SAN JOSE, Calif. — Joe Pavelski's wondrous tip-in off a puck shot by Brent Burns last Monday night revived the appreciation for one of hockey's hardest skills. In fact, during a postgame press conference, St. Louis Blues coach Ken Hitchcock rightfully termed it the "killer goal" of the rubber Game 5 of the Western Conference Final.
Being a great "tipper" is a point of pride for those who practice the art, and by many accounts, nobody practices it any harder than the San Jose Sharks' Pavelski. Now that the Sharks are in the Stanley Cup Final for the first time in their 25-year history, could his tipping skill become even more of a tangible asset in a series in which most other things appear equal?
It was in the Western Conference Final. There's no reason to think it can't be again.
Head coach Peter DeBoer commented on Pavelski's tipping expertise following the Sharks' 6-3 victory in Game 5, per ESPN.com's Pierre LeBrun:
His ability to get his stick on pucks in the offensive zone, in front of the net, different angles, is as good as anybody I've ever seen. But it's a great lesson. He works at it every day. He gets (Brent Burns) or one of the other D, gets them to fire 100, 200 pucks. I'll watch him from the boards with the other coaches. He'll get a piece of every single one. It's something that he has worked at. It's a great lesson for kids out there that want to play. You have to work at those things to become really good. He's got some God-given ability, too. His biggest asset is he works at it.
Before the start of a recent Sharks practice, Pavelski stood in front of the net and tried to get his stick on the 20-25 pucks Burns fired from the blue line. He did so on darn near every one of them, with many going in the net.
After Game 5 last week, Burns said he wasn't even trying to get his shot on net for the one that Pavelski redirected past Blues goalie Jake Allen. He just wanted to get the puck in the air in the vicinity of Pavelski and hoped he could work his stick magic from there.
"He works on that almost every day," Sharks forward Tomas Hertl told LeBrun after that pivotal Sharks win. "Every time he practices it, he never misses it. It's unbelievable. I've never seen before someone practice so hard on that. He's great. He scores almost every game on those goals. He's our leader. Again tonight, a winning goal."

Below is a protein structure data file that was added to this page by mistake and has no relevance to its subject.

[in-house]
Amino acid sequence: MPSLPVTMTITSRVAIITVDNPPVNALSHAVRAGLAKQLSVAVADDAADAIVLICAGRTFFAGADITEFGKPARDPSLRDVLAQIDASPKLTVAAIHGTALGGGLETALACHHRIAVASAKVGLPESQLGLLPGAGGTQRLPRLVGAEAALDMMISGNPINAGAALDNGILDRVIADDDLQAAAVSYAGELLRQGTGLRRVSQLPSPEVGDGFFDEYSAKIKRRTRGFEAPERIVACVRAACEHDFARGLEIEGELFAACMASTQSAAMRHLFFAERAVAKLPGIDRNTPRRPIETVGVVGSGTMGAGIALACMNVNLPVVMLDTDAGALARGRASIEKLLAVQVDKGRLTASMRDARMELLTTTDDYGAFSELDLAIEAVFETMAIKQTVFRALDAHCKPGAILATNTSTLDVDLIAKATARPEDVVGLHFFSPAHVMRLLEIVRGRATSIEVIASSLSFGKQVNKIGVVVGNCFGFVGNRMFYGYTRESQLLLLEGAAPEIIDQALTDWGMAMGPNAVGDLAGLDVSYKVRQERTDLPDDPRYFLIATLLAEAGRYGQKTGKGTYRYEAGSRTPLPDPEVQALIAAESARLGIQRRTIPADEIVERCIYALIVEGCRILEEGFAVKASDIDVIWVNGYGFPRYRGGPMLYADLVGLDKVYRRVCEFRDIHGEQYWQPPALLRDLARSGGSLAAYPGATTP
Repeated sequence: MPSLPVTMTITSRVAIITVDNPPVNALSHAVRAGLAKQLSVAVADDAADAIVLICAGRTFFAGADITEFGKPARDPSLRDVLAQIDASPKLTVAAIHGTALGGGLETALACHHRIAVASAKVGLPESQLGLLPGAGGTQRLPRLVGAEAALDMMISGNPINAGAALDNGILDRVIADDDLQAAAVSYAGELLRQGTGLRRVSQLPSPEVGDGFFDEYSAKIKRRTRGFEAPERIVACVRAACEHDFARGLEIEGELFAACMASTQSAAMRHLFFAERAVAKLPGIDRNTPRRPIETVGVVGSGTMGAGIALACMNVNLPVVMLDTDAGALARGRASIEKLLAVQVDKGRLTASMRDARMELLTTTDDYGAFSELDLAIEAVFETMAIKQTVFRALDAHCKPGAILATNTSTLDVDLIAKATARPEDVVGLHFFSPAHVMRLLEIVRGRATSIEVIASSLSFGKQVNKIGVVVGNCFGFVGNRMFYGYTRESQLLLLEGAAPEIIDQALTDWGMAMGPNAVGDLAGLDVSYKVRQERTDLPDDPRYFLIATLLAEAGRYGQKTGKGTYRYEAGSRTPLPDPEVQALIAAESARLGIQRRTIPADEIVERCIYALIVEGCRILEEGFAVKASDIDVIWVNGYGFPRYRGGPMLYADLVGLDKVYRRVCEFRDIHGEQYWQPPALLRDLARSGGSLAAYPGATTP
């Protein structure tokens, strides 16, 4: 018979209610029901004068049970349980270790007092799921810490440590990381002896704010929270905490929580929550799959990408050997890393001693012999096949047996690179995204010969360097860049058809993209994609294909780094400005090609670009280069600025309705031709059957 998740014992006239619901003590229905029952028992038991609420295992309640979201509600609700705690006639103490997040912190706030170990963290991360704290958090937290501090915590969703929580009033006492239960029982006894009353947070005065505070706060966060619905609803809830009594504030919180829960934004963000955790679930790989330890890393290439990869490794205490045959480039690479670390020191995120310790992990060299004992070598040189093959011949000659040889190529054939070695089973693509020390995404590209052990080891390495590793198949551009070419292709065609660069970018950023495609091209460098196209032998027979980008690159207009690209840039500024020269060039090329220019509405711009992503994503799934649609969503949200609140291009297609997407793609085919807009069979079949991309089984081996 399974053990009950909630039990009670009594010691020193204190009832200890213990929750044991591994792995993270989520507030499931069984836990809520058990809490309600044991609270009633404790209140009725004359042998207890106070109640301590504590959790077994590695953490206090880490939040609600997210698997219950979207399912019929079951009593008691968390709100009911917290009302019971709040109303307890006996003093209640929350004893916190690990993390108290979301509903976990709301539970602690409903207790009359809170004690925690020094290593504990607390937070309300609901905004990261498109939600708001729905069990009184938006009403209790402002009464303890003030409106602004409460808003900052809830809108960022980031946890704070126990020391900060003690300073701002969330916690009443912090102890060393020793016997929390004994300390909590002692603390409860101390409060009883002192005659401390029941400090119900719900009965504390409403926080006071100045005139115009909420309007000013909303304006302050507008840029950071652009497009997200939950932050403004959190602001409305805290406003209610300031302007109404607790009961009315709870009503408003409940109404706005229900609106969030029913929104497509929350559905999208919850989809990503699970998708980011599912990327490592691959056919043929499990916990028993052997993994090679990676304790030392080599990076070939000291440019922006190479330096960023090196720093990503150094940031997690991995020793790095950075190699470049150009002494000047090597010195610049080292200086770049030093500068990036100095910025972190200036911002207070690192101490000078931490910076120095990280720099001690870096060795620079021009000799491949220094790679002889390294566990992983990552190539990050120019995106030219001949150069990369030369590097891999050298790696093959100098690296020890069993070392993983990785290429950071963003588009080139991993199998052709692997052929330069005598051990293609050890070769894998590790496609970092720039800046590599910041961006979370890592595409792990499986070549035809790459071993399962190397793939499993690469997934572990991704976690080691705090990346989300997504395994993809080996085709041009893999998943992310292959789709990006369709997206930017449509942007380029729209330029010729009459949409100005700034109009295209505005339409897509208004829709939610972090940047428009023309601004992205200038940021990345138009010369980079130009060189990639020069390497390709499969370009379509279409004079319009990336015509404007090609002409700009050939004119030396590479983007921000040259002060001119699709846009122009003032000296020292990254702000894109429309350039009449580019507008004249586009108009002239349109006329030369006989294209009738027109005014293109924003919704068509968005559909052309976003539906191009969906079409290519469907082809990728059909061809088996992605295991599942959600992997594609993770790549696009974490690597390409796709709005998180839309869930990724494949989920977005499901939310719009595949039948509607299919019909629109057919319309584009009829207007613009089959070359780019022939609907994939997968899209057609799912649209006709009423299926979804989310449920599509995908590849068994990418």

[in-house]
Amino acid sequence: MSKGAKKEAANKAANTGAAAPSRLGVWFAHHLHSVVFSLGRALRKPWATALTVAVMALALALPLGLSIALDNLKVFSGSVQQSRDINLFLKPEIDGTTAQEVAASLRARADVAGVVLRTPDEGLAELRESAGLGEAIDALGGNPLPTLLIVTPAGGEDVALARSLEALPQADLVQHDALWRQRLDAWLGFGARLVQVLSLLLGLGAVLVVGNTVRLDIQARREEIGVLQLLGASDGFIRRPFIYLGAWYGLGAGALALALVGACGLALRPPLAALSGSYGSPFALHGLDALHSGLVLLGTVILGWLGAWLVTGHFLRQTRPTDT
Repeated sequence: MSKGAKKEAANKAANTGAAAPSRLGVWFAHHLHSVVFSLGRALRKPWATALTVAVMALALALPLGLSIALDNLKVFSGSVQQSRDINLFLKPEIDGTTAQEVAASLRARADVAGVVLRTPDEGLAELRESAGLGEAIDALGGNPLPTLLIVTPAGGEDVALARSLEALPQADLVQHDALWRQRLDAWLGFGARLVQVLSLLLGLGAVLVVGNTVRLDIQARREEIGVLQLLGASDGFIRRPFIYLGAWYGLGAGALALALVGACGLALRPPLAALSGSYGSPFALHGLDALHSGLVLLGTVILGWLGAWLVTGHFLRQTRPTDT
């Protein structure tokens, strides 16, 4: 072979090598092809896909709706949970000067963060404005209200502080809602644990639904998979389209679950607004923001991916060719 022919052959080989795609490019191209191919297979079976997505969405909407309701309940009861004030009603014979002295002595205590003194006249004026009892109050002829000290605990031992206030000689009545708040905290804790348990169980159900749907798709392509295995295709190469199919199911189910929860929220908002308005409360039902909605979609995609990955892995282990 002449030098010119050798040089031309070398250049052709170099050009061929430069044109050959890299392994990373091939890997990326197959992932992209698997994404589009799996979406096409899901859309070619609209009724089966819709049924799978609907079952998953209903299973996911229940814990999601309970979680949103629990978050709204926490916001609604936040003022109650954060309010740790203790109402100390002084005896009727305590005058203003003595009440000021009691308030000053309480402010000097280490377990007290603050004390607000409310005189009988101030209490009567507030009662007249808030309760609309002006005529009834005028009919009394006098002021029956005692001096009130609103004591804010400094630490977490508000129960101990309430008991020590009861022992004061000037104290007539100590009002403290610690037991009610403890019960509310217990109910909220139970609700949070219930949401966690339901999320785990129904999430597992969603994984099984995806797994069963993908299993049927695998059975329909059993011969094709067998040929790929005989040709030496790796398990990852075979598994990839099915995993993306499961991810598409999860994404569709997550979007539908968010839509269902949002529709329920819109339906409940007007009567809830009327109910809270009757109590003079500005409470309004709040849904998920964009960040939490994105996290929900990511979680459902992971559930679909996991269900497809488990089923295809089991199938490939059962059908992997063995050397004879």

With goalies so big and so good today, with defensive schemes prioritizing shot-blocking as much as possible, a great tipper can be a real asset to a team. It goes without saying that excellent hand-eye coordination is a must to be a proficient tipper.
A great tipper must be unafraid of going to the front of the net and be able to stand his ground for more than a second or two. He must have the brain-processing speed to quickly judge if a puck is a "skimmer"—circling in an even, parallel orbit, in which case a tip upward is the best chance of getting it past the goalie—or a "wobbler," where the puck is tumbling end over end, in which case a tip downward would work best.
Pavelski is considered the best tipper in the game today, though Minnesota's Thomas Vanek has long been considered a premier practitioner as well.
Who were the best at it back in the day?
"It seemed like he got a great tip every game we ever played against him. Maybe as good or even better was probably Steve Shutt when he played for me in Montreal. He was the Joe Pavelski of his day. He wasn't very big, but he was always around the net, and he got his blade on everything."
Remarkably, Shutt doubled his goal-scoring production twice in three years, from 1974-77, going from 15 goals to 30 to 45 and then 60. At 5'11" (the same height as Pavelski), Shutt used his quickness around the front of the net and superb hand-eye coordination to score many of them off tips.
In his prime, former Edmonton forward Ryan Smyth was considered a premier tip artist. Playing with his back to the net, Smyth would screen goalies and/or throw them off-balance with a skilled redirection of a hard point shot. Other great tippers in league history include John LeClair, Joe Mullen, Keith Tkachuk, Gordie Howe, Chris Drury and Tomas Holmstrom.
"Adam Graves was good at it too, and Ron Francis and Tim Kerr," NBC and TSN analyst Ray Ferraro said. "There's different ways to do it, of course. Some guys post up, others fly by and get it on the move."
"And there was a guy who played for the Rangers in the 1950s and who later played for me when I coached in St. Louis, Camille 'The Eel' Henry," Bowman said. "He was always around the net tipping pucks. Goalies now can stop everything coming straight at them. But if you can make the puck change direction but still have it go on net, you've got a better chance of the goalie not being able to adjust in time."
Let that be a good tip to all would-be goal scorers everywhere.
Adrian Dater covers the NHL for Bleacher Report.